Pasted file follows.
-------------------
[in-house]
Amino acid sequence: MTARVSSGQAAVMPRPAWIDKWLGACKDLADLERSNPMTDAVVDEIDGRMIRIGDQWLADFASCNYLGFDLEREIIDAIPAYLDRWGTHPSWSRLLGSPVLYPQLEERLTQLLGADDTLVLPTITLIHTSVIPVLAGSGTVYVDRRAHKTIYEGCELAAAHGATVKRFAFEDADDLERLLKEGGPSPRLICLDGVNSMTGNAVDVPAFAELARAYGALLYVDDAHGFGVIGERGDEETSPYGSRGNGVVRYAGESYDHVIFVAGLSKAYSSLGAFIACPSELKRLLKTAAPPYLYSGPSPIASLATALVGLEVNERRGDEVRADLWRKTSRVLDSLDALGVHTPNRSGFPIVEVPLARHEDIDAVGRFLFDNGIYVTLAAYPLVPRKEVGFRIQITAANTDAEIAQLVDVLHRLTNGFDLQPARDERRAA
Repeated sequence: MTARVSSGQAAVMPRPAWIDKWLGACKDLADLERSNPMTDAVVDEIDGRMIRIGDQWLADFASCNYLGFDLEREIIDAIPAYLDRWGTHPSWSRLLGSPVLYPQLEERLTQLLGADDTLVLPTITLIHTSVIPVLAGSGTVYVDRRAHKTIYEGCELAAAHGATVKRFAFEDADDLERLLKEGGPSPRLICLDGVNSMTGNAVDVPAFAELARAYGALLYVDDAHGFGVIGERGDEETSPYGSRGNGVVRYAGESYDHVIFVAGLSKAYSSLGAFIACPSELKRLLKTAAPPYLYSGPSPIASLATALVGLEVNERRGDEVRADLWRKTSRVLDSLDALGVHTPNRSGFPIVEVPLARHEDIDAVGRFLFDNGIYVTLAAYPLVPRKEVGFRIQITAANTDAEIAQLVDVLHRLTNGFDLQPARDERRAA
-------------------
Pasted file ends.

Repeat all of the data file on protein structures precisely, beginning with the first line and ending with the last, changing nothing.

[in-house]
Amino acid sequence: MTARVSSGQAAVMPRPAWIDKWLGACKDLADLERSNPMTDAVVDEIDGRMIRIGDQWLADFASCNYLGFDLEREIIDAIPAYLDRWGTHPSWSRLLGSPVLYPQLEERLTQLLGADDTLVLPTITLIHTSVIPVLAGSGTVYVDRRAHKTIYEGCELAAAHGATVKRFAFEDADDLERLLKEGGPSPRLICLDGVNSMTGNAVDVPAFAELARAYGALLYVDDAHGFGVIGERGDEETSPYGSRGNGVVRYAGESYDHVIFVAGLSKAYSSLGAFIACPSELKRLLKTAAPPYLYSGPSPIASLATALVGLEVNERRGDEVRADLWRKTSRVLDSLDALGVHTPNRSGFPIVEVPLARHEDIDAVGRFLFDNGIYVTLAAYPLVPRKEVGFRIQITAANTDAEIAQLVDVLHRLTNGFDLQPARDERRAA
Repeated sequence: MTARVSSGQAAVMPRPAWIDKWLGACKDLADLERSNPMTDAVVDEIDGRMIRIGDQWLADFASCNYLGFDLEREIIDAIPAYLDRWGTHPSWSRLLGSPVLYPQLEERLTQLLGADDTLVLPTITLIHTSVIPVLAGSGTVYVDRRAHKTIYEGCELAAAHGATVKRFAFEDADDLERLLKEGGPSPRLICLDGVNSMTGNAVDVPAFAELARAYGALLYVDDAHGFGVIGERGDEETSPYGSRGNGVVRYAGESYDHVIFVAGLSKAYSSLGAFIACPSELKRLLKTAAPPYLYSGPSPIASLATALVGLEVNERRGDEVRADLWRKTSRVLDSLDALGVHTPNRSGFPIVEVPLARHEDIDAVGRFLFDNGIYVTLAAYPLVPRKEVGFRIQITAANTDAEIAQLVDVLHRLTNGFDLQPARDERRAA